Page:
COSTA MESA, Calif. — The return of the Orange County fair to Costa Mesa also means a return of vital income to one of California’s hardest hit regions.

The pandemic shut down all events with large crowds across the country and relegated the OC Fair to a virtual event. It erased the income it’s used to generating — about $50 million and even more in area spending. 

What You Need To Know

  • The OC Fair was restricted to virtual attendance in 2020, which devastated revenue and local spending

  • The OC Fair & Event Center, the same location where the OC Fair is held, was activated as a Super Point of Dispensing site on March 31 for coronavirus vaccines

  • The fair is forecasted to bring in about $30 million in revenue, a drop of about $20 million

  • The OC Fair is scheduled to take place from July 16 to August 15

Shutdowns decimated revenue and employment at Disneyland, a major employer, devastating tax income for the city of Anaheim.

These annual events attract thousands and benefit cities across their respective counties by drawing vendors from all over.

The Orange County Fair this year is especially focused on bringing in local vendors, said Natalie Rubalcava-Garcia, the chair of the OC Fair Board of Directors.

The board has reached out to chambers of commerce across the county, and included a push to Asian American, Latino, and other communities.

“For us it’s about supporting the economic recovery of Orange County,” she said.

The OC Fair is one of the state’s best earners, Rubalcava-Garcia said. She’s expecting revenue in the neighborhood of $30 million, or roughly a $10 million profit. She said the fair is looking to fill about 1,500 seasonal positions.

Costs will also remain the same — from ticket prices to parking passes to stall costs for vendors.

The OC Fair & Event Center is more than just the host of the annual summer fair. Events are held in its spaces year-round, from boxing cards to motorbike races. Organizers were forced to shift all events to virtual, resulting in a near total loss of revenue. But Rubalcava-Garcia said it’s crucial to maintain those community connections even if sponsorship money doesn’t come through.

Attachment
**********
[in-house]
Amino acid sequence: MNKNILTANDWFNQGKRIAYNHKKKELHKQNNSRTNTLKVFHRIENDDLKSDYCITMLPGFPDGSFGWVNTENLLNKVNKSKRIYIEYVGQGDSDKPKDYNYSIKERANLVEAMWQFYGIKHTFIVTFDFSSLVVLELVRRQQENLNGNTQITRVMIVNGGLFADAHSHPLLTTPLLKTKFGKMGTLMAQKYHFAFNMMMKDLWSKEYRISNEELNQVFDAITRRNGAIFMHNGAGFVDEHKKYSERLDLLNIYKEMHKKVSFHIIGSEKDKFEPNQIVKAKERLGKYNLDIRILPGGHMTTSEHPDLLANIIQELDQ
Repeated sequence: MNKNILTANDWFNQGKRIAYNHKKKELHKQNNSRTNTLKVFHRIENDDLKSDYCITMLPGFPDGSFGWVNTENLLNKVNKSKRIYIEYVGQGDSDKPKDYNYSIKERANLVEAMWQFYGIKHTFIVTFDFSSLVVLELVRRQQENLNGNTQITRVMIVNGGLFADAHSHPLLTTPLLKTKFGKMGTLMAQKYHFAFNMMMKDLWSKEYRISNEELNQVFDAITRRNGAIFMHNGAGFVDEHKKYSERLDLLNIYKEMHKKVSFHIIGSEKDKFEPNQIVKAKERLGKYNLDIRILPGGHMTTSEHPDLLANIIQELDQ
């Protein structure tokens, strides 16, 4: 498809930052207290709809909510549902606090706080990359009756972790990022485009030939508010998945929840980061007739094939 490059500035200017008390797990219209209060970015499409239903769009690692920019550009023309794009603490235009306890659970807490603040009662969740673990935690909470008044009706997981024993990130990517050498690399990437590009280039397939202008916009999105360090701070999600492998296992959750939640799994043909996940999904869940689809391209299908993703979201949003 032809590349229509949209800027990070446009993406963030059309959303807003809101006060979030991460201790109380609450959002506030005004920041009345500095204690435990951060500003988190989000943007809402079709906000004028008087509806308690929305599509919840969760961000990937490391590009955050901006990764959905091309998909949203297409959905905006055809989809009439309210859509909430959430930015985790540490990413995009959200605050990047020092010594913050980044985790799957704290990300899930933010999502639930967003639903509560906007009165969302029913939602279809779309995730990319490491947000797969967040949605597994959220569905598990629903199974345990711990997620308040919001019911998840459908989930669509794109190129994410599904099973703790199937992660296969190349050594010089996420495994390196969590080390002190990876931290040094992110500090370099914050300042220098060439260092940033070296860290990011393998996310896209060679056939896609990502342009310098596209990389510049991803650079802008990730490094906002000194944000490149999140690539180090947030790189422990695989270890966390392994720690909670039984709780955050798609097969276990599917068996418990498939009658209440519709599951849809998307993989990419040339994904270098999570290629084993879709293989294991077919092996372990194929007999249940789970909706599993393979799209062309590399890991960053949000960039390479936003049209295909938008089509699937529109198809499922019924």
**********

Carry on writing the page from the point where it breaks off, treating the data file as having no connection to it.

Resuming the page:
“Without it last summer, it really hurt a lot of people, no doubt about it,” said Raymond Sfeir, an economist at Chapman University.

How it affects surrounding businesses and hotels is less clear. The neighboring towns, while hard hit, have not suffered as much as others like Santa Ana but particularly Anaheim.

“Just think about the lost taxes for the city of Anaheim. That’s huge. Anaheim got hurt more than other cities in the county,” Sfeir said.

The fair may help spread some money around the county, but Sfeir said it’s one of many steps that needs to happen to stabilize the local economy.

The first concern is coronavirus infection rates and whether they continue to drop. The county roughly doubled its vaccine doses to about 60,000 this past week and has seen decreases in hospitalizations related to the illness.

Federal money has also dropped into bank accounts of workers and local municipalities alike. Talk of a huge infrastructure package in the White House would bring even more money if passed.

But right now the county is returning to business — not as usual — but something much preferred to the intermittent shutdowns of the past year. Bars have opened and other non essential businesses have been able to reopen doors.

The OC Fair, however, won’t begin until July, leaving plenty of time for case rates to spike and best laid plans to be reconsidered. Rubalcava-Garcia said capacity will be restricted this year, and some popular events will be postponed including one blockbuster event: the demolition derby.

That event will be rescheduled for sometime later in the fall.